Manuel Perez – On list of insurgents.

Juan de Dios Perez – Was arrested in 1819 by Spanish Governor Martinez as a fugitive from the revolution. (Letters of Antonio Martinez).

Pedro Prado – Was among the Republican soldiers who marched the Spanish commanders to their execution. The Spanish government placed a 250 peso reward on his head.

Pedro Procela – A Spanish militiaman left in official command of Nacogdoches when the royalists abandoned the town. Joined Gutiérrez’ forces and was the man responsible for the letter attempting to draft the citizens of Bayou Pierre. After the republicans’ defeat, he changed his name to Pedro Chino and returned to obtain amnesty, but he had been exempted from amnesty by Arredondo and was arrested by Spanish Governor Martinez. He later escaped from jail with six others. (Letters of Antonio Martinez, 44-65).

Claudio Ramirez – On list of insurgents.

Lorenzo Ramos – On list of insurgents.

Manuel Rendon

Miguel del Rio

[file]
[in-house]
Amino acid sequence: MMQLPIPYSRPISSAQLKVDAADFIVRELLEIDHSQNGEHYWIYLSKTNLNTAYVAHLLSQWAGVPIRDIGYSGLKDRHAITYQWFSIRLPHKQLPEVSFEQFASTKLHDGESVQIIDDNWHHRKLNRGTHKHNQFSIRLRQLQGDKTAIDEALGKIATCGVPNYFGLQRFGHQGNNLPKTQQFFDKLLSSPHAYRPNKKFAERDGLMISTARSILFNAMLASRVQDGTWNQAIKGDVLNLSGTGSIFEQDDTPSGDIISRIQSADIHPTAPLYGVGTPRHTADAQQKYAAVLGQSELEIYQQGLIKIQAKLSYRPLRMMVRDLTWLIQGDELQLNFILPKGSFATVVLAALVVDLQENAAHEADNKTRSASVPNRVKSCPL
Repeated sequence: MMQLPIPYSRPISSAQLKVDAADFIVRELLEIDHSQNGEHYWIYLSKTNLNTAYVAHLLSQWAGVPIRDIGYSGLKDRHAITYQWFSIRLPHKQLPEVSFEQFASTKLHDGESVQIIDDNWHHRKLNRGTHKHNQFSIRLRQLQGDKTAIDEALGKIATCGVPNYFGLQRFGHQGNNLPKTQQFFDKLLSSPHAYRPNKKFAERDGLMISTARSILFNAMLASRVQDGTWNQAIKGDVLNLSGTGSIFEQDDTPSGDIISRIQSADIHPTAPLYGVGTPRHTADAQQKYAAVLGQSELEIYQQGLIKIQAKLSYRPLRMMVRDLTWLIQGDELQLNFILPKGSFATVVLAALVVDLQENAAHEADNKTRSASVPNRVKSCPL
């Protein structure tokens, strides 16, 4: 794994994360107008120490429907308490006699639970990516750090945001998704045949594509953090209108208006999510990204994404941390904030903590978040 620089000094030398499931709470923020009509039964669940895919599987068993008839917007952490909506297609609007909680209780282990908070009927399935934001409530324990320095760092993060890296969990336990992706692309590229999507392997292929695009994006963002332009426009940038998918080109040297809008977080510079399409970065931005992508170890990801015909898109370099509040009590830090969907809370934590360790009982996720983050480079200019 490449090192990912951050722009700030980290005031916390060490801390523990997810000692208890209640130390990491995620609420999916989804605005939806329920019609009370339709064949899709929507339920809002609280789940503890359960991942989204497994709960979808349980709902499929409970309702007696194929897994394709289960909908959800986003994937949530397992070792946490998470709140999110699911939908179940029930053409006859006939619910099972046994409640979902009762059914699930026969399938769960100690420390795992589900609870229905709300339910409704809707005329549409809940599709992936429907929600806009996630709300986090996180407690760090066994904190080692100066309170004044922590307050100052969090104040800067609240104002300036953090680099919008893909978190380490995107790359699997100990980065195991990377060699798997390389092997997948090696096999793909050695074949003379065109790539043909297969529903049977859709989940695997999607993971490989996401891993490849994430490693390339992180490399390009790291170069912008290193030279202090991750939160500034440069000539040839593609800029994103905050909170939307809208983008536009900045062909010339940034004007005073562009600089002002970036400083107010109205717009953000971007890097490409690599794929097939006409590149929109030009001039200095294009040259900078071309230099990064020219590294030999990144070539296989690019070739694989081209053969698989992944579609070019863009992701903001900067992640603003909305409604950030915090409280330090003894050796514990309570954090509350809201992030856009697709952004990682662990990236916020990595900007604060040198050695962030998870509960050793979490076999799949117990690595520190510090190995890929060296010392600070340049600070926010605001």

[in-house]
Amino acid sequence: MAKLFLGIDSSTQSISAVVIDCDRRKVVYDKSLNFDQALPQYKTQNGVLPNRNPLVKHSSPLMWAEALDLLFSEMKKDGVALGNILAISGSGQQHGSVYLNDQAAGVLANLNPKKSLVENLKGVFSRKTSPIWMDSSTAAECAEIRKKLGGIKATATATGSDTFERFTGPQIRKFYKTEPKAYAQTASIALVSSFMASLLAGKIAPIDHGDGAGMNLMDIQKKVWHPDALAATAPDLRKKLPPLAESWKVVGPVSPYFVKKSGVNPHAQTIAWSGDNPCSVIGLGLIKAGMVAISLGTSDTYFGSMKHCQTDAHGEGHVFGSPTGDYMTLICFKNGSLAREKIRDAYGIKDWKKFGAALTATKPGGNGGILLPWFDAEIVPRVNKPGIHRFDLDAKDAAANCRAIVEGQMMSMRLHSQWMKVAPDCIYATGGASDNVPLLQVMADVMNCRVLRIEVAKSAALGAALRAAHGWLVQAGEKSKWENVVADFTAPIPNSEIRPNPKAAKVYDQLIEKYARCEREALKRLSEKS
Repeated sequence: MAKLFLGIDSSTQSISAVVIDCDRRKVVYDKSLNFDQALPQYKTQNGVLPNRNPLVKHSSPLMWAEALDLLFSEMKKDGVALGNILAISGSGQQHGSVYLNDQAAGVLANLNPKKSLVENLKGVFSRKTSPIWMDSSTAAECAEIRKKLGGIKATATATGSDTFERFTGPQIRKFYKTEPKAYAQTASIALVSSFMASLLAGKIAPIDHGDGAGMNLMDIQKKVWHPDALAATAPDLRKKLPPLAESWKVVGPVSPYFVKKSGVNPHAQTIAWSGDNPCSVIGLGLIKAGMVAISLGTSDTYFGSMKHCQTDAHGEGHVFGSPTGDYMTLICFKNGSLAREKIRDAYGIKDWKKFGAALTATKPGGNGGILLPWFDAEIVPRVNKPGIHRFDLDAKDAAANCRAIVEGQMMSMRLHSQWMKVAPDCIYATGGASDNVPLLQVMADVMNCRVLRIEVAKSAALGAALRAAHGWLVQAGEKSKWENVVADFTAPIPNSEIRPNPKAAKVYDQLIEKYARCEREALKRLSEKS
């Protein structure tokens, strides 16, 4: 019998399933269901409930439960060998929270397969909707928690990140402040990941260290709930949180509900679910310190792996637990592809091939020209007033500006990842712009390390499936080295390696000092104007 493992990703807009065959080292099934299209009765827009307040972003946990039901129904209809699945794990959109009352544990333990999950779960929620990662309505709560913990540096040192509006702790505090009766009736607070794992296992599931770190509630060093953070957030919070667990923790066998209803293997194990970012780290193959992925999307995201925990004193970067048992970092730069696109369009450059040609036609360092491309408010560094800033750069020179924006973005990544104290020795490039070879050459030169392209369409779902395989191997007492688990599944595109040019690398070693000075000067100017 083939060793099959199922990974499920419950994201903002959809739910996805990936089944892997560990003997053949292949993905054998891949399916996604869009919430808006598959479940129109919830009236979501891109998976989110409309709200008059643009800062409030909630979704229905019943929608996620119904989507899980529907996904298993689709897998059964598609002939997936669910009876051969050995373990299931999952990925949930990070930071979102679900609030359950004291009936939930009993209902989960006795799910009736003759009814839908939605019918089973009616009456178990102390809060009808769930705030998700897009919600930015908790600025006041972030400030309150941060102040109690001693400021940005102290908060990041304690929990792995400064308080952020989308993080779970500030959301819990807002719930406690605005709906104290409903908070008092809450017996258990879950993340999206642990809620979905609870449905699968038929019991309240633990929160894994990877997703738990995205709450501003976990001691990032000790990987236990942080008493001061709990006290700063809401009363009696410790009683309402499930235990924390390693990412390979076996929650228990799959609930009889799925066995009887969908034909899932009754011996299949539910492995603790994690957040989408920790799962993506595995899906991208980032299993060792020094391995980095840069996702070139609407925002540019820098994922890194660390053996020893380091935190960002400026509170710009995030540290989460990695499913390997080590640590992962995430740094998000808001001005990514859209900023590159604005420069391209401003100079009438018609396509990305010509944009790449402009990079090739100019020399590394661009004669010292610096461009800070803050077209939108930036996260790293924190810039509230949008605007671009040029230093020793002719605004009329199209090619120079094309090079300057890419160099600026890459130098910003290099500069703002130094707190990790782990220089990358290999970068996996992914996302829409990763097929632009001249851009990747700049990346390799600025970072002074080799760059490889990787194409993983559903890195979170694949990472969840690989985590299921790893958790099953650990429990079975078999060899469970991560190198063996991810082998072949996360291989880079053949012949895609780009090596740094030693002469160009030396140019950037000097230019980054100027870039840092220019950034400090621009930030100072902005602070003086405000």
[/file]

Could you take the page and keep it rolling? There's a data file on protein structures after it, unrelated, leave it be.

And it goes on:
Mariano Rodriguez – Served on Gutiérrez’ ruling Junta in April, 1813. On August 4, after Gutiérrez resigned, Rodriguez was appointed interim secretary of the new government.

Lt. Pablo Rodriguez – A native of San Antonio and son of Elena Rodriguez. As a boy, he had been abducted by Comanches, who had killed his father. While staying with them, he made relations that he would later use in the revolution. He served in the company of scouts for the Republican Army, and recruited the Indian Chief Prieto, who informed the rebels that Arredondo was on his way to the city. It was his family with whom Carlos Beltrán lived from about 1808. He was close friends with Adolf Perez, and served with him at Medina, was wounded and survived. Perez was later captured and executed.

Christoval Rodriguez

Francisco Rodriguez

José Antonio Ruiz

José Francisco Ruiz – Served in the Spanish forces as a militia captain. Was wounded at La Bahía and became a quartermaster. After the royalist defeat, he corresponded with Miguel Menchaca to negotiate a possible surrender deal. When the republicans took San Antonio, he joined them. After the Battle of Medina, he was the secretary of the government-in-exile in Louisiana, where he stayed for 9 years. He later signed the Texas Declaration of Independence of 1836 and served in the republic’s senate. Read more in the Handbook of Texas.